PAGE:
What would amount to a promise?
In everyday life there may be situations where someone will promise to do something without considering the implications of their promise.
Where a promise is said in a conversation, with no intention to create any sort of legal contract, it will be highly unlikely that the courts will take this as a person’s intention to create legal relations.
The courts approach to the doctrine of promissory estopell
The concept of promissory estopell was originally created by the courts of equity.
Promissory estopell most commonly occurs when a person genuinely and honestly believes they have entered into a contract of some sort due to a promise made by the other party.
Lord Denning has commented on this doctrine stating;
‘A promise to accept a smaller sum in discharge for a larger sum, if acted upon, is binding notwithstanding the absence of consideration’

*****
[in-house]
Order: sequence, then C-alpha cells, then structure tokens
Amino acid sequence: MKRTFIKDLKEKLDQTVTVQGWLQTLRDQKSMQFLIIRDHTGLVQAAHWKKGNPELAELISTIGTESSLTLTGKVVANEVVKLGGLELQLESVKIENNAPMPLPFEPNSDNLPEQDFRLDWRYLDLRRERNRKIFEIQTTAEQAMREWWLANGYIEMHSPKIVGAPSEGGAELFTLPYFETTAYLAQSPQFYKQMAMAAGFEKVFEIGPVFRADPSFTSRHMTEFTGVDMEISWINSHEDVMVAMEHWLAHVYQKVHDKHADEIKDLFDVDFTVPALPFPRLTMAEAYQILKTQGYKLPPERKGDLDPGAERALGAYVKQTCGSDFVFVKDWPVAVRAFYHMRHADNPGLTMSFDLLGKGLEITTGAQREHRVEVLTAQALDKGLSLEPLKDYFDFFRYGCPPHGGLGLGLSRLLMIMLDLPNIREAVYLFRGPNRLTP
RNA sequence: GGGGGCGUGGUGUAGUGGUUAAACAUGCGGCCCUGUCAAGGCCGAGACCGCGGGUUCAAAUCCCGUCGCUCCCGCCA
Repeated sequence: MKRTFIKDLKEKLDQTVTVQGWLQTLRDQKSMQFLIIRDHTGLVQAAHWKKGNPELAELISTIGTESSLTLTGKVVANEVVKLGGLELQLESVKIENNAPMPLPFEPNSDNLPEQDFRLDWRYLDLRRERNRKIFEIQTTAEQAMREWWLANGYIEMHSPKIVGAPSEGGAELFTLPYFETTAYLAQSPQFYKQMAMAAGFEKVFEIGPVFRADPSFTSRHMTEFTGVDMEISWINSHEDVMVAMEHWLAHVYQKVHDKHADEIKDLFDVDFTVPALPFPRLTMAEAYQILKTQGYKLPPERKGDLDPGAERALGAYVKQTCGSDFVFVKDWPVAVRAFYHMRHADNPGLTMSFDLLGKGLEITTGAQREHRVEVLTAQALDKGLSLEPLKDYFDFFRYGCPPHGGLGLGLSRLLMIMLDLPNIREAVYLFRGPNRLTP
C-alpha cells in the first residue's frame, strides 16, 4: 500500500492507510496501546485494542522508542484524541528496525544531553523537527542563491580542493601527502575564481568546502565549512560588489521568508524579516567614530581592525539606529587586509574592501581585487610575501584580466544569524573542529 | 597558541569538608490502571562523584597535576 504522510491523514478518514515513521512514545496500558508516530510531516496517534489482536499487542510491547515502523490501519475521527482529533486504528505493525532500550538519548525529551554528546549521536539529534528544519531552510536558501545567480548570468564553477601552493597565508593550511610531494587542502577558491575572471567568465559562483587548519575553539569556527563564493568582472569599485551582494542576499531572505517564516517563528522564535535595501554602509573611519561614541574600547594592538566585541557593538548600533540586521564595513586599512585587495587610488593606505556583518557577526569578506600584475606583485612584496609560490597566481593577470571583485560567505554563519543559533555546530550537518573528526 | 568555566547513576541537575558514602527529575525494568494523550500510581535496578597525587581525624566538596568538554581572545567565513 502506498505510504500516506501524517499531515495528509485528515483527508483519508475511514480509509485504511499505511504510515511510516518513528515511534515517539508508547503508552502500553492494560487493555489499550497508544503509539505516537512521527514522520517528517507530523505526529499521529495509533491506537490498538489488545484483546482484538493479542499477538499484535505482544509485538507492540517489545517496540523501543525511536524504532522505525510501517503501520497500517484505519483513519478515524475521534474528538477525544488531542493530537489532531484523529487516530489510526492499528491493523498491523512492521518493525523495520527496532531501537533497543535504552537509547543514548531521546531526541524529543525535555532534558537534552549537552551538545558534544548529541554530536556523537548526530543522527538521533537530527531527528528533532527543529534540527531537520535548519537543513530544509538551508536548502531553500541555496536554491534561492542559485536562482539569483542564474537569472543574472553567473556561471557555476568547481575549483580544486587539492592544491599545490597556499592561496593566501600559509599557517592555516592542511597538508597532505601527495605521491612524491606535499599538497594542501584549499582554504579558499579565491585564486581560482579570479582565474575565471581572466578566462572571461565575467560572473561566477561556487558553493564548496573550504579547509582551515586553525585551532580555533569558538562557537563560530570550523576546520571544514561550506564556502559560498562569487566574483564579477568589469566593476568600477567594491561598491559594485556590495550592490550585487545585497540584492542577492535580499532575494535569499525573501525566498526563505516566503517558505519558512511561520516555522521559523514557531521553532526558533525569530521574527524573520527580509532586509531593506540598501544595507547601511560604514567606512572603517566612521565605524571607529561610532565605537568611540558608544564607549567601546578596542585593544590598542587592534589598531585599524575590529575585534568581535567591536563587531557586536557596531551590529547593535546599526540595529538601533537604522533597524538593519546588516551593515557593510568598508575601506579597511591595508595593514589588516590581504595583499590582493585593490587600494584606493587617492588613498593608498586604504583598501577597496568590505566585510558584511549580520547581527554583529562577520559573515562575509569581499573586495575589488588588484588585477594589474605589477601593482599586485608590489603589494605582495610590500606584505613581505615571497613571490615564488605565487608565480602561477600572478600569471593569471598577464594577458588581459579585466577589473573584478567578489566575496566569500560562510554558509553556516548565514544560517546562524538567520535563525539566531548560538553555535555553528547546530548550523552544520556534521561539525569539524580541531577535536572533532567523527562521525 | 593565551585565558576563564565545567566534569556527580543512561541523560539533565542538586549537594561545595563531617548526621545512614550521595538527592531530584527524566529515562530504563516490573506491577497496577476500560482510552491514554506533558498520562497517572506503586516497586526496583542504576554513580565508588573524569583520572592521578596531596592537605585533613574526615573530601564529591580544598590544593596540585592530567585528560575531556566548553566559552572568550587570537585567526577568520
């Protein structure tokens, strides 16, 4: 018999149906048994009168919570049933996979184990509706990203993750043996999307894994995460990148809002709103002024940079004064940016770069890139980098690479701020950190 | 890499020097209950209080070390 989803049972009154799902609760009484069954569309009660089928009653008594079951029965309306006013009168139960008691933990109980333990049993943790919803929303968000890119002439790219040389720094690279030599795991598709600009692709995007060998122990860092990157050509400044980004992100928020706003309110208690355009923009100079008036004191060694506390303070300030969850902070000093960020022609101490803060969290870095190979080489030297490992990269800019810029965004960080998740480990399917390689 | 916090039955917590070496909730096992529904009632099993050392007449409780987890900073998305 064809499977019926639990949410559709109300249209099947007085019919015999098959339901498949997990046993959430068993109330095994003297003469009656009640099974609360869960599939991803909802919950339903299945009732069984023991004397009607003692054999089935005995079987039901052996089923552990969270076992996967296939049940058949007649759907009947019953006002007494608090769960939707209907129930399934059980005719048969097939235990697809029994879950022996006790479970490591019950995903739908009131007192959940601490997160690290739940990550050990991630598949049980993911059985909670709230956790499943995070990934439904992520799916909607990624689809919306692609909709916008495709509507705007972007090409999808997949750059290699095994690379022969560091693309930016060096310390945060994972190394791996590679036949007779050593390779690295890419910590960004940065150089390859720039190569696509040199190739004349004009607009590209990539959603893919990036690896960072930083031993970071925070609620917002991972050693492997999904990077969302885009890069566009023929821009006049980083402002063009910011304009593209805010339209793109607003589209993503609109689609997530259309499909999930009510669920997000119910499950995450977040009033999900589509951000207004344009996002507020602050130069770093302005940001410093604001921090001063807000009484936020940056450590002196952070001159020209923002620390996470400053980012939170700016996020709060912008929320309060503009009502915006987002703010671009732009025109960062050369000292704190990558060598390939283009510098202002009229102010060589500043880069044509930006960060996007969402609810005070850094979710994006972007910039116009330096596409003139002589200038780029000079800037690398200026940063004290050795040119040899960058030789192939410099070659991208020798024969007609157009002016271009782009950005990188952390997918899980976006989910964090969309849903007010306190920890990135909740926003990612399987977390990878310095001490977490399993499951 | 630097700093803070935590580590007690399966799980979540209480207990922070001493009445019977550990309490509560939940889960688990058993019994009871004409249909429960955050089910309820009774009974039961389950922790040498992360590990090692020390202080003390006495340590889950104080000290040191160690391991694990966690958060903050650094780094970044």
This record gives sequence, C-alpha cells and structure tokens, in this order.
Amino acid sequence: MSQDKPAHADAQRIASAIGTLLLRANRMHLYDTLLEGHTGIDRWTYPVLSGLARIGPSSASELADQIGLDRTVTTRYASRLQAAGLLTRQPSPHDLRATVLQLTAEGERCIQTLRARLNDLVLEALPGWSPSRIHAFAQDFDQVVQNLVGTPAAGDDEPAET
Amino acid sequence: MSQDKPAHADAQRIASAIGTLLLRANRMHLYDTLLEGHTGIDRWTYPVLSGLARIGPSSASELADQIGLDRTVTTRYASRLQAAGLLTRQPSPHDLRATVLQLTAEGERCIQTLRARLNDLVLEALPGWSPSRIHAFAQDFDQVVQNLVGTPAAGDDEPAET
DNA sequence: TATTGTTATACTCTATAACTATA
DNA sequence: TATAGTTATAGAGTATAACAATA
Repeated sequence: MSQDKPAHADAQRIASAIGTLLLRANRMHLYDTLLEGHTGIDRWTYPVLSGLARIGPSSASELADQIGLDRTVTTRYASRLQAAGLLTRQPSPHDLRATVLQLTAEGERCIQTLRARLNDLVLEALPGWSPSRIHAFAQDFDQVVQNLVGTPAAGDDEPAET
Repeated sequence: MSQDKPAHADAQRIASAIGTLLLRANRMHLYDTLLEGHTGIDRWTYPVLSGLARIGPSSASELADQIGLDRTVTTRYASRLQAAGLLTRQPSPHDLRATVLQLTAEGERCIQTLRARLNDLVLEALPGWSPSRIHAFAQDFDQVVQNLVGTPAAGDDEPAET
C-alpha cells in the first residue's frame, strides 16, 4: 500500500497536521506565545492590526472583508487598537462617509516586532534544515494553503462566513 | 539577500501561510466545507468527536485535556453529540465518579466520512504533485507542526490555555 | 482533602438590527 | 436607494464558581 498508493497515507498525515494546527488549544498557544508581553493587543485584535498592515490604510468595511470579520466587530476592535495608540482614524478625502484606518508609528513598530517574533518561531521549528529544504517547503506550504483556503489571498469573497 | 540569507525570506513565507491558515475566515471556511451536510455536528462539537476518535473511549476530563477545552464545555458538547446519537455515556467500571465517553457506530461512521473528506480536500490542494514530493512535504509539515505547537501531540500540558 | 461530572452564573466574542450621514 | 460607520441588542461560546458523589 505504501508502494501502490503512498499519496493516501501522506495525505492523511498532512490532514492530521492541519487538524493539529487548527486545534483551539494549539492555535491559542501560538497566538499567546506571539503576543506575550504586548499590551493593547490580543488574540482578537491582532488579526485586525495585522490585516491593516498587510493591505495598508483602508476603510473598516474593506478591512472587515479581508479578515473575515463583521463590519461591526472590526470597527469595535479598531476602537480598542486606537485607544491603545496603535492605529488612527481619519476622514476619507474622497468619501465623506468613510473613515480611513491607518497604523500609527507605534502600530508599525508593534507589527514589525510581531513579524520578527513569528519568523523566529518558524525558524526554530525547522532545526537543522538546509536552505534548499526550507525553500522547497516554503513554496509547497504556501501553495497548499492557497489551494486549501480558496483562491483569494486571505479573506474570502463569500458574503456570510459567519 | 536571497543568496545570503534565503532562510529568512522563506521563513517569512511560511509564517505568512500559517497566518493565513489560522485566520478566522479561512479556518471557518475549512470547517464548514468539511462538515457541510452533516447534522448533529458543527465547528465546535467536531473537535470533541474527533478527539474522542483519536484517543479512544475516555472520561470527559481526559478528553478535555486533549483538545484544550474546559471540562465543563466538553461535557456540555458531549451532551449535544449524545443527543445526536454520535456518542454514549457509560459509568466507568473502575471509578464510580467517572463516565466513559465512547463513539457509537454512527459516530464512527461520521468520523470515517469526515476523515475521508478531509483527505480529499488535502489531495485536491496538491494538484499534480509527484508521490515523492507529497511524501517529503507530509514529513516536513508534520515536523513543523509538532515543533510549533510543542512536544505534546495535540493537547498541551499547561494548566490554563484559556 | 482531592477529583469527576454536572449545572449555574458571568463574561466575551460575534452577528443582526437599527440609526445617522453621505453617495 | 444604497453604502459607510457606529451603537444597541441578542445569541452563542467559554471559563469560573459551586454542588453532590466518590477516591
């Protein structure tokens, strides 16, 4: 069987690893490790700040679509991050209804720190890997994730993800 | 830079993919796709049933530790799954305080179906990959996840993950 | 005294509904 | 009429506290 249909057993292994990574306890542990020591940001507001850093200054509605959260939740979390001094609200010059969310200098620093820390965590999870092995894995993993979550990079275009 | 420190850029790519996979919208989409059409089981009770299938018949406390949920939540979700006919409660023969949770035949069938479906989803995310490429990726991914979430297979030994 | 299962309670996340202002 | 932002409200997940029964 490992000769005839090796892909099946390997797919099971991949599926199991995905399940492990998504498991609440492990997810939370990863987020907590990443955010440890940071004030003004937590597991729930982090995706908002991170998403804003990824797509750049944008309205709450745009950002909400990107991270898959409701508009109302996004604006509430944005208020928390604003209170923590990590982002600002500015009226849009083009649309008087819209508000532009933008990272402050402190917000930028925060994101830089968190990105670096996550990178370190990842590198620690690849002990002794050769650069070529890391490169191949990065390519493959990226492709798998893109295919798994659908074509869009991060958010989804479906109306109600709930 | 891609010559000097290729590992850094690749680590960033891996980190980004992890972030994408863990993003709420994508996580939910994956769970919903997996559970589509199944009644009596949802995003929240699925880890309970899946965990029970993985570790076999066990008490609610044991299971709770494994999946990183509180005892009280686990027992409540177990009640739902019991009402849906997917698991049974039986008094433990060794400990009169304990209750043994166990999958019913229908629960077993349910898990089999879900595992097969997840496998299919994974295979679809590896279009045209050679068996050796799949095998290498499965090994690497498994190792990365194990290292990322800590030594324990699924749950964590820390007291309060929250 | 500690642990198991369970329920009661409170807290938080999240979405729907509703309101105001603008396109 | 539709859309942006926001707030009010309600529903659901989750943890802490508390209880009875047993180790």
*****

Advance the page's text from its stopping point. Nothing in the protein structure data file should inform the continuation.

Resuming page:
The promise only becomes final and irrevocable if the promisee cannot return to their original position.
For the courts to usually enforce a promise through promissory estopell there will have to be some form of detrimental reliance.
For the promise to be enforced as the intention to create a contract one party will have to rely on the words or conduct said to such an extent that they acted upon the reliance in some way.
Part payment of a debt
If a debtor offers to pay part payment of a debt they owe, and the creditor voluntarily accepts that offer, and in reliance on this acceptance to only pay part payment of the debt, the debt goes on to pay that part of the debt, the creditor will be subject to the doctrine of promissory estopell.
For more information on:
- Intention to create legal relations
- Intention to create legal relations on separation or divorce
- Intention to create legal relations in a commercial context